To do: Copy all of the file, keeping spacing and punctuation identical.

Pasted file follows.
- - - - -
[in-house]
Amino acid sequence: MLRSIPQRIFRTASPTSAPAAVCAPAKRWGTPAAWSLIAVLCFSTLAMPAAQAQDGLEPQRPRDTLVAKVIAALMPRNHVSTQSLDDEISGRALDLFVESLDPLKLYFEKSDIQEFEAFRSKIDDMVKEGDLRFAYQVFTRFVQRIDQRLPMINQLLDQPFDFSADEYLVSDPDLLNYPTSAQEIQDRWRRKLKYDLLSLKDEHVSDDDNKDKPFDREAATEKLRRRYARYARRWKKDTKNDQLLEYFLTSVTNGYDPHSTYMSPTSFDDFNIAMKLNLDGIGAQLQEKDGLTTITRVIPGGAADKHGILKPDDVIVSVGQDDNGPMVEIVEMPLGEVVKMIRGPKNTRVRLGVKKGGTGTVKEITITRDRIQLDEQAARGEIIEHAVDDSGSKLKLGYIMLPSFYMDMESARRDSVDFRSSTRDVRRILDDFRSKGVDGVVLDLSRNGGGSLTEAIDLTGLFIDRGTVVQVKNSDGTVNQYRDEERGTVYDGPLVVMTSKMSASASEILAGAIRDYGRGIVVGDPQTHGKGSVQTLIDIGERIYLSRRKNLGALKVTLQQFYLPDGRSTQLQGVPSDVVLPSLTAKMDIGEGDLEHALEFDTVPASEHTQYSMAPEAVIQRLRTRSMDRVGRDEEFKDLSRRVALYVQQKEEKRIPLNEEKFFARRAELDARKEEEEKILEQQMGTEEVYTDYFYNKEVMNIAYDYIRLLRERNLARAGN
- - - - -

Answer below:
[in-house]
Amino acid sequence: MLRSIPQRIFRTASPTSAPAAVCAPAKRWGTPAAWSLIAVLCFSTLAMPAAQAQDGLEPQRPRDTLVAKVIAALMPRNHVSTQSLDDEISGRALDLFVESLDPLKLYFEKSDIQEFEAFRSKIDDMVKEGDLRFAYQVFTRFVQRIDQRLPMINQLLDQPFDFSADEYLVSDPDLLNYPTSAQEIQDRWRRKLKYDLLSLKDEHVSDDDNKDKPFDREAATEKLRRRYARYARRWKKDTKNDQLLEYFLTSVTNGYDPHSTYMSPTSFDDFNIAMKLNLDGIGAQLQEKDGLTTITRVIPGGAADKHGILKPDDVIVSVGQDDNGPMVEIVEMPLGEVVKMIRGPKNTRVRLGVKKGGTGTVKEITITRDRIQLDEQAARGEIIEHAVDDSGSKLKLGYIMLPSFYMDMESARRDSVDFRSSTRDVRRILDDFRSKGVDGVVLDLSRNGGGSLTEAIDLTGLFIDRGTVVQVKNSDGTVNQYRDEERGTVYDGPLVVMTSKMSASASEILAGAIRDYGRGIVVGDPQTHGKGSVQTLIDIGERIYLSRRKNLGALKVTLQQFYLPDGRSTQLQGVPSDVVLPSLTAKMDIGEGDLEHALEFDTVPASEHTQYSMAPEAVIQRLRTRSMDRVGRDEEFKDLSRRVALYVQQKEEKRIPLNEEKFFARRAELDARKEEEEKILEQQMGTEEVYTDYFYNKEVMNIAYDYIRLLRERNLARAGN